Terrestrial Water Cycle Seminar (formerly LIS Science)

Code 614.3/Hydrological Sciences Branch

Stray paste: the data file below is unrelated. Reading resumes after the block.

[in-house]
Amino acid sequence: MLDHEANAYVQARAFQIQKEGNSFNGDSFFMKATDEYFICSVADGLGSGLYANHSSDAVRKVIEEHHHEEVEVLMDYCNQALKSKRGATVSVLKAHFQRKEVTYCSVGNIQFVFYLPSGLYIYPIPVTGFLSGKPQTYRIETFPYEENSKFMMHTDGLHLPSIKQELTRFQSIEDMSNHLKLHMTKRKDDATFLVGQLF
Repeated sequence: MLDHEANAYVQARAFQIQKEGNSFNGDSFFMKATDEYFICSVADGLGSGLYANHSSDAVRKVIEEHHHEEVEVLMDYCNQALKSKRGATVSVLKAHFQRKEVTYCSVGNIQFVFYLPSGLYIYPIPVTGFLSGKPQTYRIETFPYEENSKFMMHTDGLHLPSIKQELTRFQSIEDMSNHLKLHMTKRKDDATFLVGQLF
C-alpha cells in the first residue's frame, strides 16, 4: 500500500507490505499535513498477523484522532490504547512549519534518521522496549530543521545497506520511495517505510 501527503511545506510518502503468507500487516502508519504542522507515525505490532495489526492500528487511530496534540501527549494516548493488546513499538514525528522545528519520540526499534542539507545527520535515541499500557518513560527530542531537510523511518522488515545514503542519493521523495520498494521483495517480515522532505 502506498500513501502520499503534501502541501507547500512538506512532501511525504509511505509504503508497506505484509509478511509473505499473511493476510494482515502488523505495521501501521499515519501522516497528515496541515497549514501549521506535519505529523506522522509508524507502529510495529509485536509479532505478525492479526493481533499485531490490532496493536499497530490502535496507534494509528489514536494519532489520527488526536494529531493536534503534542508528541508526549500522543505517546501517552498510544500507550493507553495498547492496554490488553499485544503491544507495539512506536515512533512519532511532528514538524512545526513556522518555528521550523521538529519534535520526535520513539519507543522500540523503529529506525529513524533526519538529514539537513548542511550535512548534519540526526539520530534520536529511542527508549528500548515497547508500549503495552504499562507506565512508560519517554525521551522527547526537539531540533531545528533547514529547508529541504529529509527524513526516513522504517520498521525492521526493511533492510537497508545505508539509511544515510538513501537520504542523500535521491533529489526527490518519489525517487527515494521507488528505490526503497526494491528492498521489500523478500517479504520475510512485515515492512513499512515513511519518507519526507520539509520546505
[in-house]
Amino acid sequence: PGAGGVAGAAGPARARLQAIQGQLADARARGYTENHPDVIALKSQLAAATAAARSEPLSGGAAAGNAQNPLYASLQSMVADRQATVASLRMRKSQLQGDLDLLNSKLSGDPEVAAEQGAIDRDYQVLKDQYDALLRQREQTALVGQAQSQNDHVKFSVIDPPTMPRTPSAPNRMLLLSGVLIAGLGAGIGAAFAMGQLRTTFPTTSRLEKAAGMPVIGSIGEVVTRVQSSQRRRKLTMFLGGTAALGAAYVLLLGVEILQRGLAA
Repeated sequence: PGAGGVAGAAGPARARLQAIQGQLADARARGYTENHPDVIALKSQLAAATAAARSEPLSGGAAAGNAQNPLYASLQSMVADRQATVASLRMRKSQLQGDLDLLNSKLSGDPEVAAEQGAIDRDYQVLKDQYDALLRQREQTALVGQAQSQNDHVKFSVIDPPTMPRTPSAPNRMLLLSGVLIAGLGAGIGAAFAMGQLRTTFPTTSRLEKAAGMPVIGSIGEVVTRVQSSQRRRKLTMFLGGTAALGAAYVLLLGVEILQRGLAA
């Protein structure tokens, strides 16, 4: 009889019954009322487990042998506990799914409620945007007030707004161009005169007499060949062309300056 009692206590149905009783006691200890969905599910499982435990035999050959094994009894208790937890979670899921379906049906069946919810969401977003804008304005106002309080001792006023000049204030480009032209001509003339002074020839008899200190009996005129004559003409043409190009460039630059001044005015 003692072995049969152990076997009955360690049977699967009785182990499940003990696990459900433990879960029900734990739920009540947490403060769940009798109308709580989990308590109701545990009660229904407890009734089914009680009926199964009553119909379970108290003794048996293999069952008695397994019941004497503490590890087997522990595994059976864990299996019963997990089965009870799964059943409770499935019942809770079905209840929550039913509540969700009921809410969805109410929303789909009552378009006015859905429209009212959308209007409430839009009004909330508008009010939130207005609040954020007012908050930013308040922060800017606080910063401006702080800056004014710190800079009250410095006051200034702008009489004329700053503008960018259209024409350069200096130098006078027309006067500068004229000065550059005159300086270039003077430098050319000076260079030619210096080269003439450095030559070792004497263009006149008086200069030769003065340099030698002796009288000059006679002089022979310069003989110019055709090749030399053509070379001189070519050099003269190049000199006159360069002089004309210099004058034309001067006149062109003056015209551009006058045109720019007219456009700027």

Matthew Czikowsky Atmospheric Sciences Research Center SUNY-Albany Observing spatial and seasonal changes in watershed response to rainfall events The hydrologic response of watersheds to transient precipitation events may be expected to change as a result of spatial and temporal variations in the forcings these watersheds receive. Examples of such forcing variations include: a) spatial differences in upland watershed precipitation due to orographic effects; b) seasonal changes in watershed evapotranspiration resulting from growing-to-dormant season transition; c) changes in watershed evapotranspiration and soil hydraulic properties due to land-cover land-use change. Seasonal and spatial variation in watershed response to rainfall is analyzed observationally using streamflow and soil moisture data, combined with the BROOK hydrological model (Federer 1995) in three stages: a) the period when streamflow or soil moisture peaks following input precipitation; b) the streamflow or soil moisture recession following the peak; c) the evapotranspiration-driven diurnal streamflow fluctuations that may occur during the dry periods between rainfall events once the streamflow has receded to its baseflow. Studies are conducted in two regions with contrasting climates. The first location is a network of watersheds located in Catskill-Hudson Valley region of New York State. In this region, precipitation patterns are strongly influenced by topography, and evapotranspiration forcing changes as leaf state changes seasonally. The second location includes a small group of watersheds located in the Amazon region of Brazil. In this region of the equatorial tropics, precipitation is seasonal, with distinct wet and dry seasons. Evapotranspiration and soil properties change in response to land cover changes, primarily the result of deforestation.